Assessment for Lowland Indigenous Peoples in Ecuador
|Publisher||Minorities at Risk Project|
|Publication Date||31 December 2003|
|Cite as||Minorities at Risk Project, Assessment for Lowland Indigenous Peoples in Ecuador, 31 December 2003, available at: http://www.refworld.org/docid/469f3a742d.html [accessed 24 September 2014]|
|Disclaimer||This is not a UNHCR publication. UNHCR is not responsible for, nor does it necessarily endorse, its content. Any views expressed are solely those of the author or publisher and do not necessarily reflect those of UNHCR, the United Nations or its Member States.|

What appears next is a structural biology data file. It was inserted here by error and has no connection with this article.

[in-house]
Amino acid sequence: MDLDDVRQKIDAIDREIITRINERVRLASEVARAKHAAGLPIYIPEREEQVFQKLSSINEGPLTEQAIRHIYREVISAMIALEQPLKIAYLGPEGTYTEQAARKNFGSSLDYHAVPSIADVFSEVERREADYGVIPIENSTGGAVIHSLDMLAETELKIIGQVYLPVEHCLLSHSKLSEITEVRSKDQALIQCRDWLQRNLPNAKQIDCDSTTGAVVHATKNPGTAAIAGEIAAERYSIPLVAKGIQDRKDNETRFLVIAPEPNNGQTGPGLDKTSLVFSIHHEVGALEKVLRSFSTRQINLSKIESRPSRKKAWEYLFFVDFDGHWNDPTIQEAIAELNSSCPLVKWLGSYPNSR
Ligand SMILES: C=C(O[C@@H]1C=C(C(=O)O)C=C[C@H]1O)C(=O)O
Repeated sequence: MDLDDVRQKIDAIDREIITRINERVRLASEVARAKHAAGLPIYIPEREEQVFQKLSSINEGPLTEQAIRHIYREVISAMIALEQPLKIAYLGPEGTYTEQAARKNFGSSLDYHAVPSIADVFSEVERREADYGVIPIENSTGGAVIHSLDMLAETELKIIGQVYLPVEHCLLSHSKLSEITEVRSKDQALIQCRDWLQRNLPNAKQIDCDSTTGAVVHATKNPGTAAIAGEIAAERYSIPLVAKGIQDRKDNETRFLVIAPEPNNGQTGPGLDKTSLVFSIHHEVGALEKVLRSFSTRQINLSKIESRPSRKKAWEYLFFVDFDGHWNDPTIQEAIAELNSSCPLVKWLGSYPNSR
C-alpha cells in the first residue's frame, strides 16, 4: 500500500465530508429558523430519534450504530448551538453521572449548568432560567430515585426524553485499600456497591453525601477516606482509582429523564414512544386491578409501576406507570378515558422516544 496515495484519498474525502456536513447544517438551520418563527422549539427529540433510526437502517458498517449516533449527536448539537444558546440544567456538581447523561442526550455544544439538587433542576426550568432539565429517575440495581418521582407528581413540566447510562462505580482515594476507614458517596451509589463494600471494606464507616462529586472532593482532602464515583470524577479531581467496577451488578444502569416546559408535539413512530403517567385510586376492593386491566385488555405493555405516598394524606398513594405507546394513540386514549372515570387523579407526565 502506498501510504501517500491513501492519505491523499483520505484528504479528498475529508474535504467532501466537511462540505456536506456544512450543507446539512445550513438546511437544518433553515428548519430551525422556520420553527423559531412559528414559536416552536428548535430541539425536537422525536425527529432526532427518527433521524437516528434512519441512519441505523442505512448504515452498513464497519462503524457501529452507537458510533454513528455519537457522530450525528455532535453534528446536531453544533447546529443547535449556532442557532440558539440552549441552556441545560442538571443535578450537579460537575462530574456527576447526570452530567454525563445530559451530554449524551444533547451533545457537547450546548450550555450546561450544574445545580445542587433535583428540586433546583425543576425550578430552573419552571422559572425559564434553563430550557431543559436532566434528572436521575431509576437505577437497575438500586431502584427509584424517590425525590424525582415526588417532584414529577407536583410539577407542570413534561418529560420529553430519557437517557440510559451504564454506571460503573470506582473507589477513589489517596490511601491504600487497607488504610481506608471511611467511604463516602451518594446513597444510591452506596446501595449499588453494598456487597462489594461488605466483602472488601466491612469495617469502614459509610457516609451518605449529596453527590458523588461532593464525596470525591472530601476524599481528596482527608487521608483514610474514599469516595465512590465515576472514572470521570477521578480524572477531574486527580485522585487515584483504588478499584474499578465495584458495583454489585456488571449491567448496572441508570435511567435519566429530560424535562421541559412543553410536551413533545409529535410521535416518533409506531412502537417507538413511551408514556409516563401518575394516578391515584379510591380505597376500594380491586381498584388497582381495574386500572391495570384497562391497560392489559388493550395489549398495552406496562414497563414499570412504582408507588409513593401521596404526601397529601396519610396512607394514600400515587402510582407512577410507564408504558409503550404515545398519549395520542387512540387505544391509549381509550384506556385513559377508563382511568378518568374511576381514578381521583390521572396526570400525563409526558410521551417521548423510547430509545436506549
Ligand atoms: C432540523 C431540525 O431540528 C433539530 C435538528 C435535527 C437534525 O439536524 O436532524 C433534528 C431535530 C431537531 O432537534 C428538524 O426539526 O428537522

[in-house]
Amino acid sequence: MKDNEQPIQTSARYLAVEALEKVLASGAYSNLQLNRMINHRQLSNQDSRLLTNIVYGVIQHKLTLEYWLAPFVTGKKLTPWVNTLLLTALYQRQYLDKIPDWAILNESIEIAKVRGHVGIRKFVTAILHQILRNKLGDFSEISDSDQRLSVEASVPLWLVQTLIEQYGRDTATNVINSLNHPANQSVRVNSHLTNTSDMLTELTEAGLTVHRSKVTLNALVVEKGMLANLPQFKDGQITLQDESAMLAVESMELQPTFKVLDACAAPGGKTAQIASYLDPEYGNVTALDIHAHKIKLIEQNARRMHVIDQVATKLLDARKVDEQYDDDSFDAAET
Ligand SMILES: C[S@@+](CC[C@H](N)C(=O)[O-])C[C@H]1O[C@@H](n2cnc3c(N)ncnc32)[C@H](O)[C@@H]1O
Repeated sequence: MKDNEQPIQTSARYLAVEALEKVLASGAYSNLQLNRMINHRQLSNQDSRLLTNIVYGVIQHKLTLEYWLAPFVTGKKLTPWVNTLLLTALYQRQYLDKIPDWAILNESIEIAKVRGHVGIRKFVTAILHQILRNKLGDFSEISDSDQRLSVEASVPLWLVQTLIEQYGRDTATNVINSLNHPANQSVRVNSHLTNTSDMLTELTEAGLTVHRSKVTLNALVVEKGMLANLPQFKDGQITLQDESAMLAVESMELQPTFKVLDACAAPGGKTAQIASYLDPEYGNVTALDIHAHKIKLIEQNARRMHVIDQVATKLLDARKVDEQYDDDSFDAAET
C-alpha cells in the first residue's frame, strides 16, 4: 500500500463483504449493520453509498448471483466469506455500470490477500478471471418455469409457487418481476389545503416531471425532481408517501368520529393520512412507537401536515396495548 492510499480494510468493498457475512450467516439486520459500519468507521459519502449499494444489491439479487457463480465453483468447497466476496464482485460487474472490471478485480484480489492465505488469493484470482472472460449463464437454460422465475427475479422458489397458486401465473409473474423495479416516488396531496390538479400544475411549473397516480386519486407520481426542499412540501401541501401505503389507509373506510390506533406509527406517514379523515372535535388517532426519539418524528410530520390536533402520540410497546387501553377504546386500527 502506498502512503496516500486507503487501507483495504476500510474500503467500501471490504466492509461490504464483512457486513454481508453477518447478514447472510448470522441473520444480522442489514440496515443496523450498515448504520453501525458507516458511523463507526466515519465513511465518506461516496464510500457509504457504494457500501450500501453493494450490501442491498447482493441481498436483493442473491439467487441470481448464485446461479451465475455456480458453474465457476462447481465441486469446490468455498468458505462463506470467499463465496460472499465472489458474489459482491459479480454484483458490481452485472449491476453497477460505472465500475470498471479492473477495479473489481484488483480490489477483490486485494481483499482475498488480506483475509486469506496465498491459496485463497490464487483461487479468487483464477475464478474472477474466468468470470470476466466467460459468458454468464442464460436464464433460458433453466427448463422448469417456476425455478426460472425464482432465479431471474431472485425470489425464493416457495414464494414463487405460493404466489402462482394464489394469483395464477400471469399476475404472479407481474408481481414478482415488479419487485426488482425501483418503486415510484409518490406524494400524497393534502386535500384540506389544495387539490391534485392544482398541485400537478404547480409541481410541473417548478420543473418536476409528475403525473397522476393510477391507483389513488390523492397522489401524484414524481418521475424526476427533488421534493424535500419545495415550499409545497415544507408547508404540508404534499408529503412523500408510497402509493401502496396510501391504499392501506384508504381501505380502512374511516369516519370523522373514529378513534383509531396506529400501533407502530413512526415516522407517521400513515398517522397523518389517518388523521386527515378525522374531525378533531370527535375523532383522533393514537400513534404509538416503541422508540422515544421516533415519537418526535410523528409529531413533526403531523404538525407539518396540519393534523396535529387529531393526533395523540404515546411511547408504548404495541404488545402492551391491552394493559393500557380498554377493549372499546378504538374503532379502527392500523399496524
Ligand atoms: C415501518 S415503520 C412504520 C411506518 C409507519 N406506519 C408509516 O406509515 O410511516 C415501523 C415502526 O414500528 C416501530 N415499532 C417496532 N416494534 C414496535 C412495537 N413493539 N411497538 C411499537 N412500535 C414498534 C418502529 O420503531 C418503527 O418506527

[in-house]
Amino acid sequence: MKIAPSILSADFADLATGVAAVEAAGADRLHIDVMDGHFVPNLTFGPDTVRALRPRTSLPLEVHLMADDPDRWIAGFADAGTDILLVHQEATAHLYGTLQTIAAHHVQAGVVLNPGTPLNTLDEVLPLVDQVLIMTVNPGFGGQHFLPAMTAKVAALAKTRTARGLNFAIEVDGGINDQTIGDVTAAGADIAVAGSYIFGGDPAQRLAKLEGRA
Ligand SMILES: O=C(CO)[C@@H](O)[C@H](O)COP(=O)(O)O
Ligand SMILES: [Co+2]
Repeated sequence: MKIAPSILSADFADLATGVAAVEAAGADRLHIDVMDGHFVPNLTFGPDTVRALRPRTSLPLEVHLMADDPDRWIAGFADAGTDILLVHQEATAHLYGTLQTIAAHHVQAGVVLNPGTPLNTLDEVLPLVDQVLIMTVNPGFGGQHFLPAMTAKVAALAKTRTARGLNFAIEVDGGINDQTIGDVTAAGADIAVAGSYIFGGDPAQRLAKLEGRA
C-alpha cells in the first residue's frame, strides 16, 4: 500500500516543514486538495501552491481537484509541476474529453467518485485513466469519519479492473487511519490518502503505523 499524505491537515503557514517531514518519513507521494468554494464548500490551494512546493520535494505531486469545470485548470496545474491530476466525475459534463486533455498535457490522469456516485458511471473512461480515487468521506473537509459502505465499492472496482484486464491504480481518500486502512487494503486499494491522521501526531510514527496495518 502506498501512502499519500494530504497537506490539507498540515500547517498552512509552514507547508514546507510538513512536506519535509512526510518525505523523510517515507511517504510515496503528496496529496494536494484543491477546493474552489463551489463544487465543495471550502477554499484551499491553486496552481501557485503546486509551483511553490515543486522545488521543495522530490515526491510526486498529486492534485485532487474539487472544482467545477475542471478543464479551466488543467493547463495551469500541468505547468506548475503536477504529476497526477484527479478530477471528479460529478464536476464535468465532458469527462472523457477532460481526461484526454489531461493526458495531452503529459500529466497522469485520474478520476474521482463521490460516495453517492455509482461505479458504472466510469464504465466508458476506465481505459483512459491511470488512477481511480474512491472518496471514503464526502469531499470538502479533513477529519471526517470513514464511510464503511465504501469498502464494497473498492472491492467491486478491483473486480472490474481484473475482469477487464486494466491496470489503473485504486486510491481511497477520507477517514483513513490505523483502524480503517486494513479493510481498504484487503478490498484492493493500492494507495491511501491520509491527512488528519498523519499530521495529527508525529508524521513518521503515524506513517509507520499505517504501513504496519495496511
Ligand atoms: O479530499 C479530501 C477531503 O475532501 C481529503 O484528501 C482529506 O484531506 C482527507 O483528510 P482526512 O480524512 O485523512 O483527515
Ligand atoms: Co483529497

Economic and political discrimination against indigenous people occurs in Ecuador and seems likely to persist in the near future. However, indigenous peoples throughout Ecuador have proved capable of sustained resistance to unfair economic and political policies, especially those that cut social aid programs. Based on previous organization of the Amazonian Indians, continued organization and mobilization appears quite likely; since 2001 they have continued to express their demands to national and international communities, though its effectiveness remains unproven as significant improvement in their situation has not happened yet. As the Ecuadorian government pursues implementation of economic reforms that cut social aid, indigenous groups in the Amazon are likely to organize, as they did when they backed out of a coalition with President Gutierrez in 2003 over his abandonment of promised economic policies. Continued commercial development of their lands can also be expected to ignite mobilization. These protests have escalated in some violence since 2001, and scattered violence is likely so long as oil companies continue to infringe upon indigenous land. Perhaps the most effective means to improve their situation in Ecuador is if the indigenous can continue to increase and maintain their role in the parliament.